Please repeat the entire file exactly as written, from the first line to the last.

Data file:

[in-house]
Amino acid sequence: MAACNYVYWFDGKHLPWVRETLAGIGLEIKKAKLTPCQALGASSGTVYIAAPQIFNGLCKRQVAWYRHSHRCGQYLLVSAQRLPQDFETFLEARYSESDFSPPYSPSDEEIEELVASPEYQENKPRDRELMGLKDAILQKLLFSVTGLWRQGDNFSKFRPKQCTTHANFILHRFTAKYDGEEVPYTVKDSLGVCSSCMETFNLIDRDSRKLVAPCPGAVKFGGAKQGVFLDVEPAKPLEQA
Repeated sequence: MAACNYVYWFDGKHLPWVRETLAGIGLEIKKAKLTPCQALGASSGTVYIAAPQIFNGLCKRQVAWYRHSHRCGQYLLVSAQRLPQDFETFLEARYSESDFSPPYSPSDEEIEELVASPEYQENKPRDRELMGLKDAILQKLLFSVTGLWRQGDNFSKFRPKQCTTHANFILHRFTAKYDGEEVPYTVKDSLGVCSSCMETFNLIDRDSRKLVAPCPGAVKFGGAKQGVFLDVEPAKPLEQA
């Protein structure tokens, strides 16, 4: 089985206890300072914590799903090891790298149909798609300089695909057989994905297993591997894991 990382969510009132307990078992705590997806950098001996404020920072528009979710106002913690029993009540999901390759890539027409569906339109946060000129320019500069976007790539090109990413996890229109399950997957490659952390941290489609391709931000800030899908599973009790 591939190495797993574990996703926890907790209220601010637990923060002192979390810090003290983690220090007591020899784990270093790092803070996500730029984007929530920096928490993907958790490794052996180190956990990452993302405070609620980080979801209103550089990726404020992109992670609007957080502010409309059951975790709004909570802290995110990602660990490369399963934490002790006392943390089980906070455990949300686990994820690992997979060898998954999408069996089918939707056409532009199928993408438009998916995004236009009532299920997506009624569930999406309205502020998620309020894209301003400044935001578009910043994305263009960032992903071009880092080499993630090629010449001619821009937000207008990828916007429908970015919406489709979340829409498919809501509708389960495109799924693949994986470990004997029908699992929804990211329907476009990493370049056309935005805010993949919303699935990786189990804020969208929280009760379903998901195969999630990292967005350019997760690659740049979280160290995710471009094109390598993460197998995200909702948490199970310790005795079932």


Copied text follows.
[in-house]
Amino acid sequence: MAACNYVYWFDGKHLPWVRETLAGIGLEIKKAKLTPCQALGASSGTVYIAAPQIFNGLCKRQVAWYRHSHRCGQYLLVSAQRLPQDFETFLEARYSESDFSPPYSPSDEEIEELVASPEYQENKPRDRELMGLKDAILQKLLFSVTGLWRQGDNFSKFRPKQCTTHANFILHRFTAKYDGEEVPYTVKDSLGVCSSCMETFNLIDRDSRKLVAPCPGAVKFGGAKQGVFLDVEPAKPLEQA
Repeated sequence: MAACNYVYWFDGKHLPWVRETLAGIGLEIKKAKLTPCQALGASSGTVYIAAPQIFNGLCKRQVAWYRHSHRCGQYLLVSAQRLPQDFETFLEARYSESDFSPPYSPSDEEIEELVASPEYQENKPRDRELMGLKDAILQKLLFSVTGLWRQGDNFSKFRPKQCTTHANFILHRFTAKYDGEEVPYTVKDSLGVCSSCMETFNLIDRDSRKLVAPCPGAVKFGGAKQGVFLDVEPAKPLEQA
């Protein structure tokens, strides 16, 4: 089985206890300072914590799903090891790298149909798609300089695909057989994905297993591997894991 990382969510009132307990078992705590997806950098001996404020920072528009979710106002913690029993009540999901390759890539027409569906339109946060000129320019500069976007790539090109990413996890229109399950997957490659952390941290489609391709931000800030899908599973009790 591939190495797993574990996703926890907790209220601010637990923060002192979390810090003290983690220090007591020899784990270093790092803070996500730029984007929530920096928490993907958790490794052996180190956990990452993302405070609620980080979801209103550089990726404020992109992670609007957080502010409309059951975790709004909570802290995110990602660990490369399963934490002790006392943390089980906070455990949300686990994820690992997979060898998954999408069996089918939707056409532009199928993408438009998916995004236009009532299920997506009624569930999406309205502020998620309020894209301003400044935001578009910043994305263009960032992903071009880092080499993630090629010449001619821009937000207008990828916007429908970015919406489709979340829409498919809501509708389960495109799924693949994986470990004997029908699992929804990211329907476009990493370049056309935005805010993949919303699935990786189990804020969208929280009760379903998901195969999630990292967005350019997760690659740049979280160290995710471009094109390598993460197998995200909702948490199970310790005795079932």